Absolutely. Everyone is different and your diet must be adjusted depending on your goals. It is important to outline the conflicts that you may face with training and nutrition too. For example many people want to get shredded quickly but also build long-term strength at the same time.
It’s simple; it’s hard to have one goal that is to lose weight, but also one that is to add 20kg to your deadlift running alongside each other simultaneously. Well, you can but the trajectory for success is a lot longer due to the two goals being so opposed to each other that it creates conflict.
For example, body composition and performance are completely different goals and therefore require different nutritional inputs, which can confuse people and end up leaving them disillusioned with their diet or their results.
What advice would you give to someone looking to make changes to their nutrition routine?
Don’t try to overhaul massively at once when trying to make changes to your routine, be it diet or training. So don’t say ‘on Monday I’m going to meal prep for the next 2 weeks, and I’m going to go to bed 2 hours earlier, and I’m going to train for 2 hours a day, plus go to work’ when these goals can create conflict with each other. You’re setting yourself up to fail and therefore feel like you can’t do it.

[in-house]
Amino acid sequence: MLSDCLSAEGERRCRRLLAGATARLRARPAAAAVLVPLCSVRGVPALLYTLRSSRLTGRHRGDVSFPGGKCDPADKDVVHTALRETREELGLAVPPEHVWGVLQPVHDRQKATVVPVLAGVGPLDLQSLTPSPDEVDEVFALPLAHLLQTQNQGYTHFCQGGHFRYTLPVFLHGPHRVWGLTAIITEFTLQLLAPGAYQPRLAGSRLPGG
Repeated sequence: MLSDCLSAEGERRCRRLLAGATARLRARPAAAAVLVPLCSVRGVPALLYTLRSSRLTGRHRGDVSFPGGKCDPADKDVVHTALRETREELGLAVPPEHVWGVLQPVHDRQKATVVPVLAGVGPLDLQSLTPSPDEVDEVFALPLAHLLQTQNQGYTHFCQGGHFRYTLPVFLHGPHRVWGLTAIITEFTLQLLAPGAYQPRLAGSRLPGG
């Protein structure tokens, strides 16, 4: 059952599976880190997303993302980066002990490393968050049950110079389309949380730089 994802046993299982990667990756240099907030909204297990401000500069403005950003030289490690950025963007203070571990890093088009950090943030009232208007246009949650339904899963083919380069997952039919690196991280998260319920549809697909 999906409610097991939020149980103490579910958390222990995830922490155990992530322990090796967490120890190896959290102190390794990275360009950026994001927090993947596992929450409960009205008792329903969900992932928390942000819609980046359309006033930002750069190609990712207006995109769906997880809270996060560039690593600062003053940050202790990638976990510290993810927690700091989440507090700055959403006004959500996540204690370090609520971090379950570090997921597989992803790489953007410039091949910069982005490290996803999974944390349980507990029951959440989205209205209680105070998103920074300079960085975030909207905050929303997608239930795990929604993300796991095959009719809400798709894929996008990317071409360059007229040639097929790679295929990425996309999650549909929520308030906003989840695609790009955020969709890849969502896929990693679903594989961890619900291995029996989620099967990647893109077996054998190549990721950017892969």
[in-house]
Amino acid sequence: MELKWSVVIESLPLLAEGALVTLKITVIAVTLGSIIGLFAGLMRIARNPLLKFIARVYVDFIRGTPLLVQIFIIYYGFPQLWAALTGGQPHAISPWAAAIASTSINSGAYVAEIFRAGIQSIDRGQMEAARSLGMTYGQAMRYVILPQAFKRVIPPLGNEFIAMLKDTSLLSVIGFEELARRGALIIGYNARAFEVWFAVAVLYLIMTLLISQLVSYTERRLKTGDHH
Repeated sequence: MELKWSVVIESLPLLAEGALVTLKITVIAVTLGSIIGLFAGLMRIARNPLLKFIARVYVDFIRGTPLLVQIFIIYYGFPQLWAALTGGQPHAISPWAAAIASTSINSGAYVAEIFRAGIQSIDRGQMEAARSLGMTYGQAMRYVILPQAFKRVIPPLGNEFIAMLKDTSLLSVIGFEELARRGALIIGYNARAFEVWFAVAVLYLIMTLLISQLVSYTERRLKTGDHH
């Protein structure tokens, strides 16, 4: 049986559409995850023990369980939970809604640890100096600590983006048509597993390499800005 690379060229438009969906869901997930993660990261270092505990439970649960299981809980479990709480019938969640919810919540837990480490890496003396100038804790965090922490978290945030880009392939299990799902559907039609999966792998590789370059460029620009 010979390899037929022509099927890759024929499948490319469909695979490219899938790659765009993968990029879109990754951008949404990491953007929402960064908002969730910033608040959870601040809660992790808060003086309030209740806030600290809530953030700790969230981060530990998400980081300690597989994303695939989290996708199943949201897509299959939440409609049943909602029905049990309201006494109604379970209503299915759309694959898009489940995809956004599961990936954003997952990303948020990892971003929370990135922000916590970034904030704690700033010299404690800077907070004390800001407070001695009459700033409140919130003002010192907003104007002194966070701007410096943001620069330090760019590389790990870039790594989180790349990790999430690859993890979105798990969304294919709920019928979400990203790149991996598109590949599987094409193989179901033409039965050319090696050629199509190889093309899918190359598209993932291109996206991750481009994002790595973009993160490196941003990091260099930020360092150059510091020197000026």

Instead, say to yourself that you will go to bed 1 hour earlier a day, and you’re going to meal prep for the next day only. Do that for a week and then gradually increase the changes that you are making.
You need to ingrain smaller changes into habits before you try and take on these huge changes.
And finally, what can we expect from your nutrition workshop on the 13th?
We all have knowledge on what we should and shouldn’t do, beliefs around the message we’re sending with our food choices; nutritional, ethical, environmental, there’s now more to think about than ever!
In this talk we’ll define our goals, identify conflicts and work our way down to actionable daily behaviours that we can adapt to eating out, food prepping, the social scene, whatever life ACTUALLY throws at you!
As you can tell, he’s clearly a very studious man with a lot of knowledge! So make sure to catch James’ workshop on Friday, December 13th at 6:30pm and learn more about how to get a handle on your nutrition! Book your spot through the Wodify app today.